PFC

  • How do I file an emergency bankruptcy case?

    If you do not have the time to complete all required schedules and statements, you may file a skeletal petition consisting of all 8 pages of the petition, the list of creditors names and addresses (creditor list), and filing fee, partial filing fee, or Application to Proceed In Forma Pauperis (Chapter 7 cases only)  - see Filing Fee Payment Options. Either a 7-day notice or a 14-day notice will be issued for the missing items. 

  • Bankruptcy Forms, What forms do I need?

    Petition Package – This is a compilation of all forms required to start a particular chapter bankruptcy case.

    Petition – The document called a "Petition" is the official request to open a bankruptcy case, and the Petition contains basic information about a debtor's contact information, attorney, chapter number, and signature.

    Other Forms – While a Petition opens a bankruptcy case, this is only the beginning of the process. Approximately thirty (30) more documents are required so that the court and trustee knows how to properly treat a debtor and the debtor's financial situation:

    These documents have various titles including: "Schedules (A to J)," "Exhibits (C and D)" and then a combination of other forms titled "Statements," "Declarations," "Summary," "Disclosure," "Verification," "Notice," "Debtor's Certification," "Plan" (chapter 13 only), and "Venue Disclosure" (chapter 11 only). It requires time and organization to fill out all of the forms and be educated on the bankruptcy process, so please budget enough time to gather the information and complete the petition package documents before you need to file a bankruptcy case.

  • What if I have an emergency filing after business hours?

    To file an emergency bankruptcy petition with the Clerk after regular business hours, or for any other type of emergency filing, please refer to the emergency section of this Self Help Page on the website for instructions. For electronic filers, the CM/ECF system is available 24 hours a day.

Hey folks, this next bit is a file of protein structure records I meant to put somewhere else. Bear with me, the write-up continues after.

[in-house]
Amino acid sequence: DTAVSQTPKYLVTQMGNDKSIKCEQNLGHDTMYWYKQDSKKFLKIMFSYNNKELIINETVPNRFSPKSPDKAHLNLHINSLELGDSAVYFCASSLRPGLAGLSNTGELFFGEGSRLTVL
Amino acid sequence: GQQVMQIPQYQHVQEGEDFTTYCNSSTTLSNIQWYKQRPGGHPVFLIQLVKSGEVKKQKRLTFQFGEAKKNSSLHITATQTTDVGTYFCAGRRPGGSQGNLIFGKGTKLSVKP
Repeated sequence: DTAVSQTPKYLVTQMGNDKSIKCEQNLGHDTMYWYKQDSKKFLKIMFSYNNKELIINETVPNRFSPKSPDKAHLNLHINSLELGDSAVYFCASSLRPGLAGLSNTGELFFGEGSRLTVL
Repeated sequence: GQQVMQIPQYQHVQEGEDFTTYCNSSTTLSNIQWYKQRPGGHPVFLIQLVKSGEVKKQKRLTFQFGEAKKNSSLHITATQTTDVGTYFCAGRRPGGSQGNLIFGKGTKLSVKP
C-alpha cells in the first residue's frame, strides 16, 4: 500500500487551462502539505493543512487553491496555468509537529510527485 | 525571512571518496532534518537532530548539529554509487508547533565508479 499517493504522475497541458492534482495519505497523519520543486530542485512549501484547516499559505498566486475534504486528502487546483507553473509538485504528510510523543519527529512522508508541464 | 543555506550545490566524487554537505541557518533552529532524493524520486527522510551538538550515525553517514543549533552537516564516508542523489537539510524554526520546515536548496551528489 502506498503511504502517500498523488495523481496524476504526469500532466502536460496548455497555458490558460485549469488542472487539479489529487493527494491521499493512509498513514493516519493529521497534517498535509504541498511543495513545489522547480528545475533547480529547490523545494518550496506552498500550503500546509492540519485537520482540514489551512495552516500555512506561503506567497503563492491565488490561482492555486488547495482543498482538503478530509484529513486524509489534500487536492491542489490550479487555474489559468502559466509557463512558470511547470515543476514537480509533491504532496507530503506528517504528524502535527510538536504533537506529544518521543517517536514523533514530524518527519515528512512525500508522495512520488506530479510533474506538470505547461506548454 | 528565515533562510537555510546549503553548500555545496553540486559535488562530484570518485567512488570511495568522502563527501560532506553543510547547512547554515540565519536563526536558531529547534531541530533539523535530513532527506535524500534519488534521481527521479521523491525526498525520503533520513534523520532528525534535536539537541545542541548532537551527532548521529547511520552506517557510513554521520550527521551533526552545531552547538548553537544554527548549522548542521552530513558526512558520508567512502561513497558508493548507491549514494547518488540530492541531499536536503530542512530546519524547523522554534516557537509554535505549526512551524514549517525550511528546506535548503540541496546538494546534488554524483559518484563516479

• What if I don't have the filing fee?

    Bankruptcy filings fees change periodically. Click here to view the latest fee information. Your filing fee must be paid by either money order (made payable to Clerk, US Bankruptcy Court) or in cash. If you do not have the full filing fee and wish to pay in installments, or if you wish to waive the filing fee entirely, see the detailed information located in Filing Fee Payment Options for necessary forms and instructions.

  • Should I use a Document Preparer to assist me in filing bankruptcy?

    There are agencies and individuals who run businesses which assist individuals in preparing legal documents for a fee. These agencies will help debtors by taking information supplied by the debtor(s) and creating the forms necessary for filing a bankruptcy case. They may be helpful to you in explaining general procedures. They are not attorneys and are not allowed to give legal advice as part of their services. They cannot represent debtors in court. Any fee paid to such entities must be reported to the court and cannot exceed a certain amount  (Appendix IVwithout court approval. If the services of a Bankruptcy Petition Preparer are used, the Preparer must complete Form B19; this form must be filed with the bankruptcy petition and schedules.

  • Is there a fee to file a bankruptcy case?

    Yes. There is a filing fee to commence a bankruptcy case which varies by the chapter of case filed, as well as various miscellaneous fees that may apply for filing certain documents or services requested. Because filing fees change frequently, it is recommended that you visit the filing fee page of our website for the most up to date fee information.